Title

Differences Between Sexually And Non-Sexually Abused Children In Their Behavioral Responses To Anatomically Correct Dolls

Date of Award

1987

Availability

Article

Degree Name

Doctor of Philosophy (Ph.D.)

Department

Counseling Psychology

Abstract

The purpose of this study was to determine whether there were differences between sexually and non-sexually abused children in their behavioral responses to anatomically correct dolls.Volunteer subjects were 16 5-8 year old non abused female children and 16 5-8 year old sexually abused female children. A standard protocol was utilized for the introduction of anatomically correct dolls. After a warm-up period between the child and the examiner, a family of four anatomically correct dolls was presented to the child. The child was told that the dolls were a little different than dolls she may have seen before and that they had all of their body parts. Children were left alone with the dolls for a period of five minutes and instructed to play with the dolls and to change their clothes. The examiner returned and asked the child to tell a story about the family of dolls for a period of three minutes. The entire session was video-taped and the behaviors were rated by two raters using a specially designed behavior checklist. Four behaviors were examined in the Alone Condition and in the Storytelling Condition. These behaviors were; Freeplay, Avoidance, Aggression, and Private Parts References. T-tests were computed to examine the differences between abused and non abused children.The results of this study support the contention that there are differences in how sexually abused and non abused children respond behaviorally to anatomically correct dolls when asked to tell stories about the dolls and while the children played alone with the dolls. Sexually abused children exhibited significantly less Freeplay behavior than non abused children perhaps because more energy was spent in avoiding the dolls when in the presence of an adult. Abused children were also more preoccupied with Private Parts while alone with the dolls. Both sexually and non sexually abused children exhibited few private parts references in the presence of an adult leading to the conclusion that children were suppressing in the presence of an adult. An incidental finding was that many therapists were uncomfortable using anatomically correct dolls and it is highly recommended that the dolls be used only after specialized training and desensitization.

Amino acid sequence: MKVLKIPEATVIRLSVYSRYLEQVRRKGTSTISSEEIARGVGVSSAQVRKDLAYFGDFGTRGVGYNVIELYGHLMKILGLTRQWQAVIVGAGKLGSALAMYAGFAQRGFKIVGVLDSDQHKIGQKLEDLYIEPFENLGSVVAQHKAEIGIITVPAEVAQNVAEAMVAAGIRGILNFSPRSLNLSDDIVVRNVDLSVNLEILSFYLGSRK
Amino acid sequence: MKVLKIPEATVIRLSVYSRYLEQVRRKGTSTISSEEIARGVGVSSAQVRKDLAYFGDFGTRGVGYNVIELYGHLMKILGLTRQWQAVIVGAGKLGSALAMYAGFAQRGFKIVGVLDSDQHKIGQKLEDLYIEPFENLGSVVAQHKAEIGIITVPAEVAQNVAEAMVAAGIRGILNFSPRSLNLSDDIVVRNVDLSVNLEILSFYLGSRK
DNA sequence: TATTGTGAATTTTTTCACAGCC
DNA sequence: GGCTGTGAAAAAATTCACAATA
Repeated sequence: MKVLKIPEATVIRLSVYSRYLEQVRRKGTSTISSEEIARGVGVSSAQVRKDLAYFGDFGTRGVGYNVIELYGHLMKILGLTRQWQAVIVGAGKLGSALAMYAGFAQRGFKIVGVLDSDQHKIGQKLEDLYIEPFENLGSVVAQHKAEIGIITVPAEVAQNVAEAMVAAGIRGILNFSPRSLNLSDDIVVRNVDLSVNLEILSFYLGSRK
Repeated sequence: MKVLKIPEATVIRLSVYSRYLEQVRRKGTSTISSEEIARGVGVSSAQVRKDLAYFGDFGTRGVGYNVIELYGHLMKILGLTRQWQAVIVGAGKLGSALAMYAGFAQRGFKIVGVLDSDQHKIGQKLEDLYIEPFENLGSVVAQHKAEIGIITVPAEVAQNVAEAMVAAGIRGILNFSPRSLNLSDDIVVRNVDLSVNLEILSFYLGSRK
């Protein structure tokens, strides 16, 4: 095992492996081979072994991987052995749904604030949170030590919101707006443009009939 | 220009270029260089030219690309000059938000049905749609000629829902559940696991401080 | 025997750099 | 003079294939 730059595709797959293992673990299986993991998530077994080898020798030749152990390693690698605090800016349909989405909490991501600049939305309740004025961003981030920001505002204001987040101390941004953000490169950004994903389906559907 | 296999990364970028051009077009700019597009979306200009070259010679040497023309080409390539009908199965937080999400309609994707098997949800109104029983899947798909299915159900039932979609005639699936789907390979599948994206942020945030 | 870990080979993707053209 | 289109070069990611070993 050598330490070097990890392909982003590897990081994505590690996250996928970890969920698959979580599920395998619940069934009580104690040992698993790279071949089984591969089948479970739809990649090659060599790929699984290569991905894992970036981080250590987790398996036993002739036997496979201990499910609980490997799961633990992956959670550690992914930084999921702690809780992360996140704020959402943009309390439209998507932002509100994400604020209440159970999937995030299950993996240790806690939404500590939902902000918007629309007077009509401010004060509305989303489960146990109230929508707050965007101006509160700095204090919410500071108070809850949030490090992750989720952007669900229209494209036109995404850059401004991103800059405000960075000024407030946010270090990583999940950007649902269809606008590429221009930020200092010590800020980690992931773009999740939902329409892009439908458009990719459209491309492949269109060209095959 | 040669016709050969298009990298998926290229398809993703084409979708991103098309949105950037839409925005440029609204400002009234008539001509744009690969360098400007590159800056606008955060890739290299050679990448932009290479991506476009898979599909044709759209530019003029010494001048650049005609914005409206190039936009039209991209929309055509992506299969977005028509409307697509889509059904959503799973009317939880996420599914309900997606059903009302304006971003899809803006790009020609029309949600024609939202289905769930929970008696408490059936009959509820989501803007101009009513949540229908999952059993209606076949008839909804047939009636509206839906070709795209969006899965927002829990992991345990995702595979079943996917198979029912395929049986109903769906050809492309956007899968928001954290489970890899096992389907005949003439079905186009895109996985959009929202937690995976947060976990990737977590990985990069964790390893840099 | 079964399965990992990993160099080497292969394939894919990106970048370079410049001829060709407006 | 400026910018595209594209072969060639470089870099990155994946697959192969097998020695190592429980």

Keywords

Education, Educational Psychology

Link to Full Text

http://access.library.miami.edu/login?url=http://gateway.proquest.com/openurl?url_ver=Z39.88-2004&rft_val_fmt=info:ofi/fmt:kev:mtx:dissertation&res_dat=xri:pqdiss&rft_dat=xri:pqdiss:8729359